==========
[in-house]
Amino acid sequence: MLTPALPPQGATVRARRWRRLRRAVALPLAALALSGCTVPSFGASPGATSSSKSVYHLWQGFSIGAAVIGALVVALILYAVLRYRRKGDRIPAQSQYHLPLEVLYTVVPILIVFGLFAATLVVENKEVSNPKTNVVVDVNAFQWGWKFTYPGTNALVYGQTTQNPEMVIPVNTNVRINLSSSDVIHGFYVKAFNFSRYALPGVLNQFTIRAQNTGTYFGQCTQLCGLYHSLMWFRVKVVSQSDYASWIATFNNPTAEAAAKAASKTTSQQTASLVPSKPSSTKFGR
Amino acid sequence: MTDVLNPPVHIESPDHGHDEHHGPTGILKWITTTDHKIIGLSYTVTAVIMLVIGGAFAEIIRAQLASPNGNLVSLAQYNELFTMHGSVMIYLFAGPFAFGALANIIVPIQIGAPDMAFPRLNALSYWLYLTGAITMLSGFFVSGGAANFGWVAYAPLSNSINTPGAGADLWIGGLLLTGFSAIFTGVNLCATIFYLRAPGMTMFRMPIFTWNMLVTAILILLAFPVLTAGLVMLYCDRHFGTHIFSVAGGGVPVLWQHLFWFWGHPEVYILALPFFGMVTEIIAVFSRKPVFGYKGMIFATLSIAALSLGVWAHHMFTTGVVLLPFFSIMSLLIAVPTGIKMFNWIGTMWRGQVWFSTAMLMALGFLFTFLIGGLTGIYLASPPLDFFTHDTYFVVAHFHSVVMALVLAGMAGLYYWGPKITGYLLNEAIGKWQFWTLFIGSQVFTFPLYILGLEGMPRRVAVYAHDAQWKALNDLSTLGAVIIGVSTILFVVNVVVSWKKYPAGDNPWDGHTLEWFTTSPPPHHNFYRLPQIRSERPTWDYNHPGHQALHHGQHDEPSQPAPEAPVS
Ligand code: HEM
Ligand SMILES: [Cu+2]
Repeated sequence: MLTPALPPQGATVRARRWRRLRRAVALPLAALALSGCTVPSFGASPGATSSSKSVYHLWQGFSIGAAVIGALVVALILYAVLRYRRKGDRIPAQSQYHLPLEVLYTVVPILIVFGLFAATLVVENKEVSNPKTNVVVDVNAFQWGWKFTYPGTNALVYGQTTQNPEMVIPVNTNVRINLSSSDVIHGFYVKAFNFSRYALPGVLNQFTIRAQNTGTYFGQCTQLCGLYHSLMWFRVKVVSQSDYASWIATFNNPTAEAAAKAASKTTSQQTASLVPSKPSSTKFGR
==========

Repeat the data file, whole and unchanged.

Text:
[in-house]
Amino acid sequence: MLTPALPPQGATVRARRWRRLRRAVALPLAALALSGCTVPSFGASPGATSSSKSVYHLWQGFSIGAAVIGALVVALILYAVLRYRRKGDRIPAQSQYHLPLEVLYTVVPILIVFGLFAATLVVENKEVSNPKTNVVVDVNAFQWGWKFTYPGTNALVYGQTTQNPEMVIPVNTNVRINLSSSDVIHGFYVKAFNFSRYALPGVLNQFTIRAQNTGTYFGQCTQLCGLYHSLMWFRVKVVSQSDYASWIATFNNPTAEAAAKAASKTTSQQTASLVPSKPSSTKFGR
Amino acid sequence: MTDVLNPPVHIESPDHGHDEHHGPTGILKWITTTDHKIIGLSYTVTAVIMLVIGGAFAEIIRAQLASPNGNLVSLAQYNELFTMHGSVMIYLFAGPFAFGALANIIVPIQIGAPDMAFPRLNALSYWLYLTGAITMLSGFFVSGGAANFGWVAYAPLSNSINTPGAGADLWIGGLLLTGFSAIFTGVNLCATIFYLRAPGMTMFRMPIFTWNMLVTAILILLAFPVLTAGLVMLYCDRHFGTHIFSVAGGGVPVLWQHLFWFWGHPEVYILALPFFGMVTEIIAVFSRKPVFGYKGMIFATLSIAALSLGVWAHHMFTTGVVLLPFFSIMSLLIAVPTGIKMFNWIGTMWRGQVWFSTAMLMALGFLFTFLIGGLTGIYLASPPLDFFTHDTYFVVAHFHSVVMALVLAGMAGLYYWGPKITGYLLNEAIGKWQFWTLFIGSQVFTFPLYILGLEGMPRRVAVYAHDAQWKALNDLSTLGAVIIGVSTILFVVNVVVSWKKYPAGDNPWDGHTLEWFTTSPPPHHNFYRLPQIRSERPTWDYNHPGHQALHHGQHDEPSQPAPEAPVS
Ligand code: HEM
Ligand SMILES: [Cu+2]
Repeated sequence: MLTPALPPQGATVRARRWRRLRRAVALPLAALALSGCTVPSFGASPGATSSSKSVYHLWQGFSIGAAVIGALVVALILYAVLRYRRKGDRIPAQSQYHLPLEVLYTVVPILIVFGLFAATLVVENKEVSNPKTNVVVDVNAFQWGWKFTYPGTNALVYGQTTQNPEMVIPVNTNVRINLSSSDVIHGFYVKAFNFSRYALPGVLNQFTIRAQNTGTYFGQCTQLCGLYHSLMWFRVKVVSQSDYASWIATFNNPTAEAAAKAASKTTSQQTASLVPSKPSSTKFGR